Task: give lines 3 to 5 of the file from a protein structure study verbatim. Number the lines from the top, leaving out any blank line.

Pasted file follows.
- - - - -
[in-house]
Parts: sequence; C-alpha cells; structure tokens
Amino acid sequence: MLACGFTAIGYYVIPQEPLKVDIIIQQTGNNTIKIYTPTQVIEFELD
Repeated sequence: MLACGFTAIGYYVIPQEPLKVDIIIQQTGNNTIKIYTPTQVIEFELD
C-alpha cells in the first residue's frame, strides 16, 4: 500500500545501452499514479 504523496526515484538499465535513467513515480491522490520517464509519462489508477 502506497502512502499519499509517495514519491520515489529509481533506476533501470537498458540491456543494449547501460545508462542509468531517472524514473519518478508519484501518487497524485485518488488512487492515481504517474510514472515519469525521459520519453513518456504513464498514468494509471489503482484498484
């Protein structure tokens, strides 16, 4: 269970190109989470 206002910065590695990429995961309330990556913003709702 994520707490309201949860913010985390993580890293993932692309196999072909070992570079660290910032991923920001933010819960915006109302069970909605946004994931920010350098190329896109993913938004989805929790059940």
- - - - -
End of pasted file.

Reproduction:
Amino acid sequence: MLACGFTAIGYYVIPQEPLKVDIIIQQTGNNTIKIYTPTQVIEFELD
Repeated sequence: MLACGFTAIGYYVIPQEPLKVDIIIQQTGNNTIKIYTPTQVIEFELD
C-alpha cells in the first residue's frame, strides 16, 4: 500500500545501452499514479 504523496526515484538499465535513467513515480491522490520517464509519462489508477 502506497502512502499519499509517495514519491520515489529509481533506476533501470537498458540491456543494449547501460545508462542509468531517472524514473519518478508519484501518487497524485485518488488512487492515481504517474510514472515519469525521459520519453513518456504513464498514468494509471489503482484498484